-- Testable Bool
-- (Arbitrary a, Show a, Testable prop) => Testable (a -> prop)

prop_commutativeAdd :: Int -> Int -> Bool
prop_commutativeAdd x y = x + y == y + x

The Testable instance of Bool is similar to what we wrote by hand for the first version of prop_commutativeAdd. With that and because Functions from Arbitrary to Testable are themselves Testable, a simple function like the one above is Testable. It’s important to see how Properties work because the flexibility of Testable makes properties so short that it obscures how things work under the hood.

In fact our example can get shorter. Simple properties like commutativity, associativity, or idempotence have helper methods in the test-invariant package.

import Test.Invariant

prop_commutativeAdd :: Int -> Int -> Bool
prop_commutativeAdd = commutative (+)

To check an individual property use the quickCheck function:

-- quickCheck :: Testable prop => prop -> IO ()

> quickCheck prop_commutativeAdd
+++ OK, passed 100 tests.

Note that properties must use monomorphic types, you can’t have a property with polymorphism like [a] -> [a] -> Bool. You must pick a monomorphic instance for which to generate test cases. Be careful which instance you choose! Observe the difference between addition of Ints vs Doubles.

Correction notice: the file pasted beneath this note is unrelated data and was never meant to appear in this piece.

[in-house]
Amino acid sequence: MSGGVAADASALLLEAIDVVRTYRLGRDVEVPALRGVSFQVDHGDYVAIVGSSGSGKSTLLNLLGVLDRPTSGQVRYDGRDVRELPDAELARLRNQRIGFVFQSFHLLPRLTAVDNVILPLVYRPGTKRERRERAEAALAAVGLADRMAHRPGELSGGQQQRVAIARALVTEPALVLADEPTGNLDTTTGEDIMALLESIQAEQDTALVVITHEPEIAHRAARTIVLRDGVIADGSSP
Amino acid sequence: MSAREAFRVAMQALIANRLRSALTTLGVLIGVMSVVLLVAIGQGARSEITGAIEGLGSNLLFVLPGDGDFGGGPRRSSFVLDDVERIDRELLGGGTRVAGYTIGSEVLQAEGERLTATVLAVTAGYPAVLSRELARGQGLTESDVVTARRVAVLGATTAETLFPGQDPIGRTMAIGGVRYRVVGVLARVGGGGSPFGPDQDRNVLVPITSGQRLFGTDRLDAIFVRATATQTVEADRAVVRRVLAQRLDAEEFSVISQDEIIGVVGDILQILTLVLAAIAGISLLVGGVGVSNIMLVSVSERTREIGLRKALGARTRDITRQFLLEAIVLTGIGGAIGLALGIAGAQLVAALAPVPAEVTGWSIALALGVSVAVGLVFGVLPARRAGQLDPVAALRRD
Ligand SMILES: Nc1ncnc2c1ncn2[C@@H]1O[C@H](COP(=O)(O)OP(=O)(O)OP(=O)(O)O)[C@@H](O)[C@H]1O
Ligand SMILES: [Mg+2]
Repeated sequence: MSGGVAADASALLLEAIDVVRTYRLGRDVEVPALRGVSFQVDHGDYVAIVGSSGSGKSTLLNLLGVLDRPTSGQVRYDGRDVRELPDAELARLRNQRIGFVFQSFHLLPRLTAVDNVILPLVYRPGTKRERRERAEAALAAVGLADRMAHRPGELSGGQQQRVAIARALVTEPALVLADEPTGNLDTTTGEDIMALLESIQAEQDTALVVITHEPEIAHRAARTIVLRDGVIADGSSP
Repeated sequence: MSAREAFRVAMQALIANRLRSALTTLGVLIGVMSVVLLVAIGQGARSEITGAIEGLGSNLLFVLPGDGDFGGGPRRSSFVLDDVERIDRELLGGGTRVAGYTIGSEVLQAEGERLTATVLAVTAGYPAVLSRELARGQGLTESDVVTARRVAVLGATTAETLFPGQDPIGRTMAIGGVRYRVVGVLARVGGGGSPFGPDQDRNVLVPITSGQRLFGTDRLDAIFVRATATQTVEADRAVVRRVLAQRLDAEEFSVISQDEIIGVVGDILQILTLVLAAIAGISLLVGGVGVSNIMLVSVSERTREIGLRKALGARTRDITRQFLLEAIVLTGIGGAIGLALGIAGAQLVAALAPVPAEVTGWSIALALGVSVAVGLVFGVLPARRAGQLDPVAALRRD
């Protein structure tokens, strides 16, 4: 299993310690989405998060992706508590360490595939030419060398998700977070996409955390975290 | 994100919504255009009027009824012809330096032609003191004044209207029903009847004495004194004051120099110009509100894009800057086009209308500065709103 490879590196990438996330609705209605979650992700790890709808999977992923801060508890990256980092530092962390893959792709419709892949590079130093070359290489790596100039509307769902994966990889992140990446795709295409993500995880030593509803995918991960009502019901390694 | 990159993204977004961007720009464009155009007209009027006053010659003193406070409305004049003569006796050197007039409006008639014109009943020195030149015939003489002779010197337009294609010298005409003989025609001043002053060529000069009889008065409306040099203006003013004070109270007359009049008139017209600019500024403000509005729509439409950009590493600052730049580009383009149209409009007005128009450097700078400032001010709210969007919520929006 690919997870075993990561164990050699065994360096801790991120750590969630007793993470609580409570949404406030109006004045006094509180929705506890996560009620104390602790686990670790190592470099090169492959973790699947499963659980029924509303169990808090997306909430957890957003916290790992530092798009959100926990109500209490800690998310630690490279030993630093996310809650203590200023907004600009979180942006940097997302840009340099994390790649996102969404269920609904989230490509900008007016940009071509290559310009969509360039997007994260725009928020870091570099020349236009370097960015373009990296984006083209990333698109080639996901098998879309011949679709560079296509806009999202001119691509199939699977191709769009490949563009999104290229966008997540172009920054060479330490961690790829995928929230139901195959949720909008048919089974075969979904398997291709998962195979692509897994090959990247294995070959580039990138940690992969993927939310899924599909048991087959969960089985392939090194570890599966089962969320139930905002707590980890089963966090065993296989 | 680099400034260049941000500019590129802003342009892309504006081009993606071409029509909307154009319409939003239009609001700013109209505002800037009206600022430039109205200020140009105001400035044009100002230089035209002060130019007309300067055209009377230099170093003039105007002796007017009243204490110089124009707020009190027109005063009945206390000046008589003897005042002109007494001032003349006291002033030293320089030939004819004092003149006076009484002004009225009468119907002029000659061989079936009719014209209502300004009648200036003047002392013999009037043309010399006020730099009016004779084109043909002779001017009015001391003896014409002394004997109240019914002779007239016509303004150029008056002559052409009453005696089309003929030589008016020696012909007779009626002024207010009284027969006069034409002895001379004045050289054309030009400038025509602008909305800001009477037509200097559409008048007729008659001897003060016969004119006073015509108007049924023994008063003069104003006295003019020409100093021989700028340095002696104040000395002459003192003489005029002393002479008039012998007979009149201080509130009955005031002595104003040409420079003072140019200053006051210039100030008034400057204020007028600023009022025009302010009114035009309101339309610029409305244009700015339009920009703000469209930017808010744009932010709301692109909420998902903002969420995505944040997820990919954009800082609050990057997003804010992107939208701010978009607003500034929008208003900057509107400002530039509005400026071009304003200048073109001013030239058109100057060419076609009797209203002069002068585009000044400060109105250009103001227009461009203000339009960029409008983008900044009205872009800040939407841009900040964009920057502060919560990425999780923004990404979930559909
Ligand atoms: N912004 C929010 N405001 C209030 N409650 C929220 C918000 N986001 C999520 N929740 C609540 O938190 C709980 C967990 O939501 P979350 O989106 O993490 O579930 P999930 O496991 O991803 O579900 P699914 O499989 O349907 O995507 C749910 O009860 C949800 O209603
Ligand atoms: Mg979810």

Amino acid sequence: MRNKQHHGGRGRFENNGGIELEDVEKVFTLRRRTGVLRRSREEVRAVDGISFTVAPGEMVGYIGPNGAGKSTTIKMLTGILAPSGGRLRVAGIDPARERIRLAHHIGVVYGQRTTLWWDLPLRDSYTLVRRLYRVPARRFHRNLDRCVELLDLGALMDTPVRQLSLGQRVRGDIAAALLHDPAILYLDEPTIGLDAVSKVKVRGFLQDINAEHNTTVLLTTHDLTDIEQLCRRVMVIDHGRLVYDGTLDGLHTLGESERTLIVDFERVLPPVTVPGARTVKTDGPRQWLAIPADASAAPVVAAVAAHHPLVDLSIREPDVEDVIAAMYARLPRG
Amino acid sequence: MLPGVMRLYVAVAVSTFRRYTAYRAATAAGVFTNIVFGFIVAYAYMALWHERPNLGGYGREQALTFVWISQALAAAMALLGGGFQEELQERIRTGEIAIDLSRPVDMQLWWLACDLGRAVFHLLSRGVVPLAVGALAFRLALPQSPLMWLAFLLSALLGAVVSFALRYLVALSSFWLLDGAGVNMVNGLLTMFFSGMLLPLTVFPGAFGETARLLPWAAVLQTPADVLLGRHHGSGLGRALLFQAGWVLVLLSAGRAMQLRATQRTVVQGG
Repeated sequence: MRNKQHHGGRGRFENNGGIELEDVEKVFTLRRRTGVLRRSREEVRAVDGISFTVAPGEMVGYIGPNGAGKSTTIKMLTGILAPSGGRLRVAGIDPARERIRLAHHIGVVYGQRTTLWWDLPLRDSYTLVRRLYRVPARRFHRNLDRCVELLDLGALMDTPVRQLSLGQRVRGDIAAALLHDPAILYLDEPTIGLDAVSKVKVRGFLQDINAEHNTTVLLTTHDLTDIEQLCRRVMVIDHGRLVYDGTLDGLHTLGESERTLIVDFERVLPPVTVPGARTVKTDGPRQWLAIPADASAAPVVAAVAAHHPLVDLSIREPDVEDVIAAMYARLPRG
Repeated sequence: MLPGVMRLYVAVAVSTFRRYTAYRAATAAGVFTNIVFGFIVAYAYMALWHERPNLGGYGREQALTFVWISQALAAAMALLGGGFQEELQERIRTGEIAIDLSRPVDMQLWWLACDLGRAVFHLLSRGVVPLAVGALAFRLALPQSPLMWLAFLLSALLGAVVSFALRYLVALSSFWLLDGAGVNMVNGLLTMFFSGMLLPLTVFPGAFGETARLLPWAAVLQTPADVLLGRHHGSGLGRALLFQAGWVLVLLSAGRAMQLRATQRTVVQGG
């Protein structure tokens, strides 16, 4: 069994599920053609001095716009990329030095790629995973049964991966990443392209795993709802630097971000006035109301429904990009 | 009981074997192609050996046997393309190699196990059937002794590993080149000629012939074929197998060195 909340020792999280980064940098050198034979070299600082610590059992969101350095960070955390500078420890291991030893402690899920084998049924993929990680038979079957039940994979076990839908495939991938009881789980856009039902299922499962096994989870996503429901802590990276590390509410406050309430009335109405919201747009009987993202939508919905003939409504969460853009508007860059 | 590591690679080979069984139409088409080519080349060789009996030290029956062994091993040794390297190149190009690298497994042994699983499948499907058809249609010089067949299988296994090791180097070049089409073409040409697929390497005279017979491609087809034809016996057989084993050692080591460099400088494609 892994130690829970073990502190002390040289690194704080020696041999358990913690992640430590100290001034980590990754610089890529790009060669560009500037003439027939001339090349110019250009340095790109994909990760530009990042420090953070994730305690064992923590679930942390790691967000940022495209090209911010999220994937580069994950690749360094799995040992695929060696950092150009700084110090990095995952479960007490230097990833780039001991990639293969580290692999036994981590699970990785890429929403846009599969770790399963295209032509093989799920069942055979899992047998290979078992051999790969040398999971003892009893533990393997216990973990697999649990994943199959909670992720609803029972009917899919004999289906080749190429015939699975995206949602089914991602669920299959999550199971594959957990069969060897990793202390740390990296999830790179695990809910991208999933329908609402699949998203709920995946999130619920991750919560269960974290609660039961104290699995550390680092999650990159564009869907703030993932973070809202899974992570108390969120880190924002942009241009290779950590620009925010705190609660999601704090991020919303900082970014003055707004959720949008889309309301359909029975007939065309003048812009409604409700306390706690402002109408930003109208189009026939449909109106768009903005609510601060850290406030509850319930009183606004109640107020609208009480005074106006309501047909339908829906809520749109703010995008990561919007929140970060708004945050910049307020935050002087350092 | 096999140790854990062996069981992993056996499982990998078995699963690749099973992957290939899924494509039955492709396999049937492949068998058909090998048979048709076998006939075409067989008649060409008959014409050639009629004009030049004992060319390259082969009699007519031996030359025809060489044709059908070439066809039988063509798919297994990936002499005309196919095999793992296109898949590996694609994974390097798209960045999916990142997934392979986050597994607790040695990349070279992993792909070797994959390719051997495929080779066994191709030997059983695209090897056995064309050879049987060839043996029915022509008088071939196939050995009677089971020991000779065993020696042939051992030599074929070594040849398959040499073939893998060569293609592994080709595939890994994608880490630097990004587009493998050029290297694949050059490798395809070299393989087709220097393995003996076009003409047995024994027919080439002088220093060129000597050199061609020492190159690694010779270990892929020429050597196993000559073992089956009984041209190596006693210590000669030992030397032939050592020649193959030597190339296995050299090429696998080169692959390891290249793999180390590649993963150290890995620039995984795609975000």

> quickCheck $ associative ((+) :: Int -> Int -> Int)
+++ OK, passed 100 tests.

> quickCheck $ associative ((+) :: Double -> Double -> Double)
*** Failed! Falsifiable (after 5 tests and 188 shrinks):

Test Case Distribution and Shrinking

Now that we’ve seen the basics of properties and test case generation let’s see them in action. Imagine we want to test two functions, encode to perform Base64 encoding of binary data, and decode to restore the data back again. Let’s focus on encode first. Our goal is to determine properties of this function that hold for all inputs.

Base64 encoding breaks its input into groups of six bits, and assigns the sixty-four possible values to characters which are safe for various kinds of transmission. Now, regardless of the target alphabet, this maps each six bits to one byte, leading to an output size of ceil(4n/3) where n is the number of input bits. (The encoding pads its output with trailing equals signs to make up for input whose bit length is not divisible by six.)

Let’s express the input-output bit ratio property in QuickCheck. The encode function will deal with lazy ByteString to read raw binary data. ByteString does not have an Arbitrary instance supplied by core QuickCheck, but it’s available in the quickcheck-instances package.